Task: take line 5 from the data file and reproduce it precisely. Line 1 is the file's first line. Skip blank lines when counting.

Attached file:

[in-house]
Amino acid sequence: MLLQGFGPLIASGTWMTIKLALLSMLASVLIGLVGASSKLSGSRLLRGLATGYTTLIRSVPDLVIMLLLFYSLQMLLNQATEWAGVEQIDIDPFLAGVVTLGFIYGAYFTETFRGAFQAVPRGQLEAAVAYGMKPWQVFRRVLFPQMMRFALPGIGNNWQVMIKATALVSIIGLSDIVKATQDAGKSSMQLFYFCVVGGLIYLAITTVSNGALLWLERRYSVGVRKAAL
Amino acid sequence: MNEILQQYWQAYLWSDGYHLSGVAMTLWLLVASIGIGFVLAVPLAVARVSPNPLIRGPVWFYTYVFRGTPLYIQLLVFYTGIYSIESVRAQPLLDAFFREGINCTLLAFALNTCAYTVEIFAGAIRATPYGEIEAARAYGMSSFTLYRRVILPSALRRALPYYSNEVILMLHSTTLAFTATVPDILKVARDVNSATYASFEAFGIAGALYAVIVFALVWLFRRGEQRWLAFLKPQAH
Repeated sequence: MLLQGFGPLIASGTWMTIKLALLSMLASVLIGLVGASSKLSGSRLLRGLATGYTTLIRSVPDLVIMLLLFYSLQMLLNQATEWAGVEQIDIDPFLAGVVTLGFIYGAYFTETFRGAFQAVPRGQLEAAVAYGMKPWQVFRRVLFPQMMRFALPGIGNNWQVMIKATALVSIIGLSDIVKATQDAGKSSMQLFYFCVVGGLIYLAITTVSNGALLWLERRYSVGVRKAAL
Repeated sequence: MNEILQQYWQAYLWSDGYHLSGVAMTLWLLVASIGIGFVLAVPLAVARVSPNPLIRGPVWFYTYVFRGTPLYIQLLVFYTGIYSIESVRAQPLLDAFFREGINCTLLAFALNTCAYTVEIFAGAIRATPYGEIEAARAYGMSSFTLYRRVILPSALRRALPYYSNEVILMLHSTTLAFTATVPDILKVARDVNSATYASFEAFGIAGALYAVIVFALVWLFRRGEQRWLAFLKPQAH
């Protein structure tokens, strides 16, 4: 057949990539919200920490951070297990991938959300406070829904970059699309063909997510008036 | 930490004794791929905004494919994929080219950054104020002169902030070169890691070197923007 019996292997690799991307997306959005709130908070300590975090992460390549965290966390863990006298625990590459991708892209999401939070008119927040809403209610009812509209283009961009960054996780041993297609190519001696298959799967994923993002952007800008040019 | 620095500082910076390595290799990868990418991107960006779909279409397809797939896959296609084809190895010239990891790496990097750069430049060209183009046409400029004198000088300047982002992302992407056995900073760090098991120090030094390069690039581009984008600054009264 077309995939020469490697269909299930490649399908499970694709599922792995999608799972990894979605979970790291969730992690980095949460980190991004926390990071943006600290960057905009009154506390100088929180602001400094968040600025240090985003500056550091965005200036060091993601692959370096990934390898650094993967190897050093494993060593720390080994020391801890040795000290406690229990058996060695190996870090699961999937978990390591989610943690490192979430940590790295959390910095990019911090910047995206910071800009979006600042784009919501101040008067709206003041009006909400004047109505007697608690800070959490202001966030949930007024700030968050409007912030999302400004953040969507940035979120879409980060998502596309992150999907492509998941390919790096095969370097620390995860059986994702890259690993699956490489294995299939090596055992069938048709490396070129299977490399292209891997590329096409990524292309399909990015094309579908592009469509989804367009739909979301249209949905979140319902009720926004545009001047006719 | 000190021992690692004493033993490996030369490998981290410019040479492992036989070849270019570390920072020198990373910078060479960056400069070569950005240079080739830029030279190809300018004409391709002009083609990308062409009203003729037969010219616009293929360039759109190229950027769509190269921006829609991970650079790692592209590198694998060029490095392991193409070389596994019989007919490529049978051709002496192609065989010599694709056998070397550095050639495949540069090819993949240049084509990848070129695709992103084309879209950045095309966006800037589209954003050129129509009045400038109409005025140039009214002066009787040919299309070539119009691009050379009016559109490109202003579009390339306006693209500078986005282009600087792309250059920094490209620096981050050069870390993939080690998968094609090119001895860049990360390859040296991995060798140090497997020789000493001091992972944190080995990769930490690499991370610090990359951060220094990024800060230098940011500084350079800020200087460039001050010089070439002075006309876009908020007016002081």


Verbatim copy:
Repeated sequence: MNEILQQYWQAYLWSDGYHLSGVAMTLWLLVASIGIGFVLAVPLAVARVSPNPLIRGPVWFYTYVFRGTPLYIQLLVFYTGIYSIESVRAQPLLDAFFREGINCTLLAFALNTCAYTVEIFAGAIRATPYGEIEAARAYGMSSFTLYRRVILPSALRRALPYYSNEVILMLHSTTLAFTATVPDILKVARDVNSATYASFEAFGIAGALYAVIVFALVWLFRRGEQRWLAFLKPQAH